COMEPETITION among commercial banks for lucrative investment advisory services is set to hot up with Standard Chartered bank announcing yesterday it will be going flat out to land major infrastructural deals.
The third largest lender by profitability said it was targeting deals in upstream oil and gas, power generation and major transport infrastructural projects leveraging on its global experience.
The services will be managed from its Johannesburg office where they were transferred to after the Middle East and East Asia-focused lender closed down its Nairobi corporate advisory unit last October.
Investment banking has become increasingly attractive to lenders seeking to grow their revenue streams.
Largest bank by market value KCB last month got a licence from the Capital Markets Authority to run a subsidiary, KCB Capital.
Ecobank Kenya also said last month it expected its last December application to be cleared by the CMA by end of this month with operations set to kick off in June.
Other banks with established investment banking arms include Barclays, CfC Stanbic (SBG Securities), Equity, Co-op (Kingdom Securities), Commercial Bank of Africa, NIC and Chase(Genghis Capital).
Stanchart made the announcement after reporting a 14.8 per cent growth profit after taxation to Sh9.24 billion for the year ended December 2013 compared to Sh8 billion a year earlier.
Chief executive Lamin Manjang attributed the growth to a 13 per cent rise in total revenue to Sh23.8 billion.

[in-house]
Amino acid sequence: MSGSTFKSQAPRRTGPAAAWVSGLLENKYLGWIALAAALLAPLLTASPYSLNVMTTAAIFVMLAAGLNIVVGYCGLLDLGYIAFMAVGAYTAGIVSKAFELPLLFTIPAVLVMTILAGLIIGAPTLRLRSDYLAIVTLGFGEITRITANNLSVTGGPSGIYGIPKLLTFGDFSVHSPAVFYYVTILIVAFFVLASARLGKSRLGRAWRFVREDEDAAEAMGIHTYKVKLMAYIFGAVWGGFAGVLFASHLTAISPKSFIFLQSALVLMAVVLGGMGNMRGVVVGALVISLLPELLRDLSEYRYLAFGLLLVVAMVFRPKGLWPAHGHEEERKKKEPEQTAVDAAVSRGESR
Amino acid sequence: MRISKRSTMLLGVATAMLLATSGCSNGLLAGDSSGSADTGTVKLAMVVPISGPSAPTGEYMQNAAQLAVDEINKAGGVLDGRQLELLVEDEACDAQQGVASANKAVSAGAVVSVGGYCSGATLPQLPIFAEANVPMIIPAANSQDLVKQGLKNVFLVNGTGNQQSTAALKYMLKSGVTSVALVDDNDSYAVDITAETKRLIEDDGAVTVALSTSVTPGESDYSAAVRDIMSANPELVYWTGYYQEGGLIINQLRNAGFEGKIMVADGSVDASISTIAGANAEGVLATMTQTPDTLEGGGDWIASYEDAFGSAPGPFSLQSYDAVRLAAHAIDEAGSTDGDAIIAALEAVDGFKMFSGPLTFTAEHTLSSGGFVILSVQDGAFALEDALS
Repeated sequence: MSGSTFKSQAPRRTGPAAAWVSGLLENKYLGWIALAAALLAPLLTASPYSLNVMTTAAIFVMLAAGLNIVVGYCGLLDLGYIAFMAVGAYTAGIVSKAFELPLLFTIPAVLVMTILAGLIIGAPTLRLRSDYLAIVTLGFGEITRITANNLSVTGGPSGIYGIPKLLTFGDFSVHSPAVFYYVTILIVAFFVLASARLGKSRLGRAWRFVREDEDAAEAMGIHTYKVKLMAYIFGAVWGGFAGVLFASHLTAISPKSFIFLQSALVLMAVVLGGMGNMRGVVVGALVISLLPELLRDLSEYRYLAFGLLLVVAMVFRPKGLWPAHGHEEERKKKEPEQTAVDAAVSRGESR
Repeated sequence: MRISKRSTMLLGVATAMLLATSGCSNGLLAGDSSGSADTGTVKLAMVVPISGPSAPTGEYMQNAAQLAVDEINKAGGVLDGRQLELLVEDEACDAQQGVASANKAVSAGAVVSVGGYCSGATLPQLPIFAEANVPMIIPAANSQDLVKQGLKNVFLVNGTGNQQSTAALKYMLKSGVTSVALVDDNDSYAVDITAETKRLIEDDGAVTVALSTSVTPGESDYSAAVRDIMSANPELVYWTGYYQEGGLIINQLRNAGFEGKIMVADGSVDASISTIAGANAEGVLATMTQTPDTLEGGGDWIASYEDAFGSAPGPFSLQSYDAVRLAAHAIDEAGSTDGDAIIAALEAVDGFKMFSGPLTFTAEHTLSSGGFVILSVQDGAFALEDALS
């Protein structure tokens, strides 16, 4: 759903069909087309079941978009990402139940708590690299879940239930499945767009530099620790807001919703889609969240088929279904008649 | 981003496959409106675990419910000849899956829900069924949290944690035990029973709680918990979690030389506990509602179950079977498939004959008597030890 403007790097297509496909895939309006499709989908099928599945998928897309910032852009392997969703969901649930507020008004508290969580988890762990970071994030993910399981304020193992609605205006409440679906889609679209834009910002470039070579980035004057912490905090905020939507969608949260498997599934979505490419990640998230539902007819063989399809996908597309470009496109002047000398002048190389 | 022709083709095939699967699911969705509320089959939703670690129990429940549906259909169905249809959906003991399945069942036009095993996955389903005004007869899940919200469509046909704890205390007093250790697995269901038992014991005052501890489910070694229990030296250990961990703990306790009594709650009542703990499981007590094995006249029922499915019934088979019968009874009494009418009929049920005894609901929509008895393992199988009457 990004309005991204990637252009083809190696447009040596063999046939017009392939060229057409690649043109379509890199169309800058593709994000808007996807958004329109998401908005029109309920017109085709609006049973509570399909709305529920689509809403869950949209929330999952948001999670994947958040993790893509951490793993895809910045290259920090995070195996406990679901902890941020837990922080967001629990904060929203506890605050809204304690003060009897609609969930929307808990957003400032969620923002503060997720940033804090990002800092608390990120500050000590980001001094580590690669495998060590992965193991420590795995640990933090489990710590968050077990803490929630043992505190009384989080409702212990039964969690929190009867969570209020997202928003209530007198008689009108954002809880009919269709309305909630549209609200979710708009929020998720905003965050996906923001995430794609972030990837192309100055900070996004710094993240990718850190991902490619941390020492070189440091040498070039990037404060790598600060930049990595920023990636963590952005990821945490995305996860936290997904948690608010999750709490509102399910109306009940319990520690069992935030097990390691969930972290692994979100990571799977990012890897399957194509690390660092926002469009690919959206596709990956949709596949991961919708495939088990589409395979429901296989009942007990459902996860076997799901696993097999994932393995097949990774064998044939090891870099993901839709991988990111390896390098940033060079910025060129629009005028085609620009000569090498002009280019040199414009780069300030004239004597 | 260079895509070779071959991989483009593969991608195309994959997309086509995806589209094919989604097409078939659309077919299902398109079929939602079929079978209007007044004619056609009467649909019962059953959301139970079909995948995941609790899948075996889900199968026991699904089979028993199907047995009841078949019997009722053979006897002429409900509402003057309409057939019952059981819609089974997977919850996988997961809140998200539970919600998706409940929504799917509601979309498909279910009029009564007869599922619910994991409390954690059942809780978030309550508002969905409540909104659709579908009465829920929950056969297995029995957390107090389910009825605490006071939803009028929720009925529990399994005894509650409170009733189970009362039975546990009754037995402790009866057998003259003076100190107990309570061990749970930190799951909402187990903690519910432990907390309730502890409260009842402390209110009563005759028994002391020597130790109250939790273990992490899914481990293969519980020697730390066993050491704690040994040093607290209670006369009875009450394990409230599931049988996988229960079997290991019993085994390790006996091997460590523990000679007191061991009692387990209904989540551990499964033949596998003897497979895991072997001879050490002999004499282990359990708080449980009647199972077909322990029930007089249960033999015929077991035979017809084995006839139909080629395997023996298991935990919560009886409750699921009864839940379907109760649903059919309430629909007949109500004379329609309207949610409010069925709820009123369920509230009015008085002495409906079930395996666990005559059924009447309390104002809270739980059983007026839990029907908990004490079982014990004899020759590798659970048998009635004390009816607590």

The performance now places Stancart third in profitability among tier one banks behind KCB's Sh14.3 billion and Equity's Sh13.3 billion. It has leapfrogged Barclays that is now placed bottom at Sh7.6 billion behind Co-op's Sh9.1 billion.
The growth was largely powered by a 35.9 per cent increase in interest from government securities to Sh5.94 billion, a 10 per cent drop in interest expenses to Sh4.9 billion and a 4.2 per cent rise in interest on loans to Sh15.3 billion.
"We maintained a strong financial performance in all segments," Manjang said. "We delivered against a balanced score card of growth, performance, cost control and risk management."
The bank owned 73.89 per cent by London-based Standard Chartered PLC loaned out Sh17 billion more in 2013 to close its books at Sh129.7 billion from Sh112.7 billion in 2012.
Bad loans increased to Sh3.8 billion from Sh2.2 billion previously.
Customer deposits climbed to Sh Sh154.7, a growth of Sh14.2 billion over the previous year.
Operating costs also edged 11 per cent up to Sh9.5 billion helped mainly by a 10 per cent surge in staff costs to Sh5.1 billion and a nine per cent increase in amortisation costs to Sh1 billion on increased investment in infrastructure and technology.
The bank has declared a dividend payout of Sh14.50 a share, a modest 16 per cent growth from Sh12.50 a year before after a significant share of earnings were retained to bolster its capital base.